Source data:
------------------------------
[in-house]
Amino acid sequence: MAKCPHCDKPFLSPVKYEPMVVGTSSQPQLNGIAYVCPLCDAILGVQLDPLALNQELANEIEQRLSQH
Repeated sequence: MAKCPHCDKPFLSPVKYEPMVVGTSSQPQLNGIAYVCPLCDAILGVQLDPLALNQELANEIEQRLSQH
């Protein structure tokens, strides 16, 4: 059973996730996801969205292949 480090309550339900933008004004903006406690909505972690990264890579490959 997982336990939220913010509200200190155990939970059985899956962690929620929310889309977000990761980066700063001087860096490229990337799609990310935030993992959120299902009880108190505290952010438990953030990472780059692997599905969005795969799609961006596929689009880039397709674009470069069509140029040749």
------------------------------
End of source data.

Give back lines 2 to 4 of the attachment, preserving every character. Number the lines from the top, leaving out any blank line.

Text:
Amino acid sequence: MAKCPHCDKPFLSPVKYEPMVVGTSSQPQLNGIAYVCPLCDAILGVQLDPLALNQELANEIEQRLSQH
Repeated sequence: MAKCPHCDKPFLSPVKYEPMVVGTSSQPQLNGIAYVCPLCDAILGVQLDPLALNQELANEIEQRLSQH
């Protein structure tokens, strides 16, 4: 059973996730996801969205292949 480090309550339900933008004004903006406690909505972690990264890579490959 997982336990939220913010509200200190155990939970059985899956962690929620929310889309977000990761980066700063001087860096490229990337799609990310935030993992959120299902009880108190505290952010438990953030990472780059692997599905969005795969799609961006596929689009880039397709674009470069069509140029040749």